Oga Vendor, afraid of them and the government, which they say they work for, gives them N1000 and promises to offset the balance the next week on Monday.
Jude isn’t happy about it, and so are the members of the free reading club when they realize it later.
They promise to team up the following week and stop the extortion from happening, and Prof resolves to ask his friend, who is a friend to the local government chairman, to solicit him to restore manners on the officers.
Within its scenes, past the boundaries of corruption, bad governance and other perpetrations by the government locally and nationally, the play contains splashes of religion, sports, human rights activism, insecurity, and other matters of interest, as conversations by the customers and the Free Readers Club members.
Evidently, the newspapers, magazines and the media remain instrumental in educating, informing and entertaining these folks.
But there’s a problem.
According to Oga Vendor and Prof, with the newspaper reviews on Radio and TV, most people prefer not to buy the paper and part with their monies.
The reviews give them a hint of what is in the papers and they find no need to have the papers thereafter.
The author uses this misfortune to remind the reader that in every business, they will always be a challenge and you must adapt.
Turning to modernity, Prof adds that with the technology affording people the online copies of the newspapers they need, the print is suffering.
The ‘reviewers’ from the free readers club also go international and discuss different matters affecting other countries, named in altered naming of countries.
“Look at that political unrest in republic of Kosoto; when will Africa get it right politically?” Prof, their leader, wonders.
Bad leadership, primitive accumulation of wealth by government officials and greed for power are some of the causes of unrest in today’s Kosotos.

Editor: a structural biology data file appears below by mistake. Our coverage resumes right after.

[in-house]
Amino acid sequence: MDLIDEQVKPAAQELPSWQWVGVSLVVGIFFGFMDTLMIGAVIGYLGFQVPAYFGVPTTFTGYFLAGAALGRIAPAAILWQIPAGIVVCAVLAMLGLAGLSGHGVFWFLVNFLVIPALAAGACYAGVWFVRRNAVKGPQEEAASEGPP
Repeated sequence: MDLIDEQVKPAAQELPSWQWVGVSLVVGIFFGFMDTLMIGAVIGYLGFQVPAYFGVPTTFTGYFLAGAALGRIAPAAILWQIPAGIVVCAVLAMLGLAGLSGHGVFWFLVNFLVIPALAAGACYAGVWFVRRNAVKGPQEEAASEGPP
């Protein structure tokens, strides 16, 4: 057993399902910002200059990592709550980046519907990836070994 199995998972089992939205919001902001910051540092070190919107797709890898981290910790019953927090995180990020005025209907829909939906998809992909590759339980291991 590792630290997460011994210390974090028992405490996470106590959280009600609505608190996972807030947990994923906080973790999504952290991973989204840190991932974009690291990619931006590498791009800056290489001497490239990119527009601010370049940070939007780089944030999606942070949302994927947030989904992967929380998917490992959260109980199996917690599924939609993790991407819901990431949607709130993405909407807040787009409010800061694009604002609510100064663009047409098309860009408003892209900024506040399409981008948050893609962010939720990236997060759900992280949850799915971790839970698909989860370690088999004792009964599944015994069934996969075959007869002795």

But, even in today’s Africa and the world at large, “It is only madness that will make somebody that was elected on a two term constitutional arrangement wanting a third term. I support the people of Kosoto for pouring unto the street to stop the greedy president,” says Prof.
Again, the author reminds the reader never to sit back and watch as their country goes up in flames, set by bad governance.
He stresses the need to rise, speak up and take action according to the constitutional provisions and human rights leeway to the public in dealing with such cases.
With the media informing the people of what is happening around them, as seen in the pages of this informative and well-staged play, the media also sets the agenda and the news spark conversations on paths the public should take to protect their countries and constitutional powers from tyranny.
Beyond the limits of style, inspired by the undying spirit of Pan-Africanism, and from within the circles of Ubuntu, Akunebu tells his story with charisma and, within the pages of Oga Vendor, unapologetically incarnates the African setting post-colonialism.
As a media teacher, the author also informs the readers that they should equally defend their right to access information by standing in solidarity with those facilitating the news to reach the readers, such as newspaper vendors.
Akunebu, however, through the sentiments of Prof, the de facto president of the free readers club, is keen enough not to encourage violence, but guides resisters of injustice to fight it using intellectual power, constitutional provisions and by bending towards human rights provisions.
Bala, a member of the club, asserting that the next day they will be defending Oga Vendor from the extortionist task force people at the local government, supports Prof’s sentiments, noting that “… it is not a matter of carrying weapon but that of registering our disapproval of any act of corruption.”
Religion plays its part in solving such problems in society.
Jude, Oga Vendor’s assistant, is hopeful that God will ashame such officials who are adamant about toppling the news vendor’s business and whose greed for bribes remains insatiable.
Despite being a chilly and rainy morning, Bala, Okon, Dennis and Prof keep to their word and, early Monday morning, come to defend their kind vendor from the predators.
It speaks to you, the reader, of how kindness should be paid with kindness if the society is to enjoy happiness.
In reality, they confront the two local government officials who have come back for their bribe balance.
To the officials’ faces, Prof and his colleagues expose the evil the two are doing and demand of them that instead of extorting and humiliating old people and innocent citizens, they should go to work and sweat for their money.
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From the voices of the four, the seriousness of the matter is clear to the two officials, who flee, though not without a cowardly promise of regrouping and returning.
Akunebu witfully sends a message that the people have the wherewithal to rise against the ills perpetrated against them in their countries. He rightfully glorifies unity as the key to winning the battles governments wage against the innocent public.